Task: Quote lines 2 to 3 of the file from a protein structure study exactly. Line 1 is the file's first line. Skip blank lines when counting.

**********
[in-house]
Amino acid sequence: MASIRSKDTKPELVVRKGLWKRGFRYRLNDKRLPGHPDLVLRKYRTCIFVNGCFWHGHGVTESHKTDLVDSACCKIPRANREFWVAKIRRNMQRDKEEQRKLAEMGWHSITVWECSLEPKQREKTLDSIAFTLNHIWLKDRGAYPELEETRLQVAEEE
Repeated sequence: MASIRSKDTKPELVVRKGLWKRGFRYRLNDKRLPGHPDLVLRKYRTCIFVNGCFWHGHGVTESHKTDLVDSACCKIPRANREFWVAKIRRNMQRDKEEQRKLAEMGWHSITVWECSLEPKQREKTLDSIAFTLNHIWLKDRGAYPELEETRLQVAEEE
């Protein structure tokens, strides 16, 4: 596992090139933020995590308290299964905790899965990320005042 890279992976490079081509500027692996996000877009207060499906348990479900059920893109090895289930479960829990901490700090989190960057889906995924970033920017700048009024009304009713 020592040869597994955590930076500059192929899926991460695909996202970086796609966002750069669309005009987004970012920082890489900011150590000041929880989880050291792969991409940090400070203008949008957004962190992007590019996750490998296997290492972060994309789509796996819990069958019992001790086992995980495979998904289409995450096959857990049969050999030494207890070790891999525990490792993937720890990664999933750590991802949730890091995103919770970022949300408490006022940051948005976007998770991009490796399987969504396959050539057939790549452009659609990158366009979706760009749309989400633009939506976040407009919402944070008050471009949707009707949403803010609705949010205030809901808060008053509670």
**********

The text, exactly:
Amino acid sequence: MASIRSKDTKPELVVRKGLWKRGFRYRLNDKRLPGHPDLVLRKYRTCIFVNGCFWHGHGVTESHKTDLVDSACCKIPRANREFWVAKIRRNMQRDKEEQRKLAEMGWHSITVWECSLEPKQREKTLDSIAFTLNHIWLKDRGAYPELEETRLQVAEEE
Repeated sequence: MASIRSKDTKPELVVRKGLWKRGFRYRLNDKRLPGHPDLVLRKYRTCIFVNGCFWHGHGVTESHKTDLVDSACCKIPRANREFWVAKIRRNMQRDKEEQRKLAEMGWHSITVWECSLEPKQREKTLDSIAFTLNHIWLKDRGAYPELEETRLQVAEEE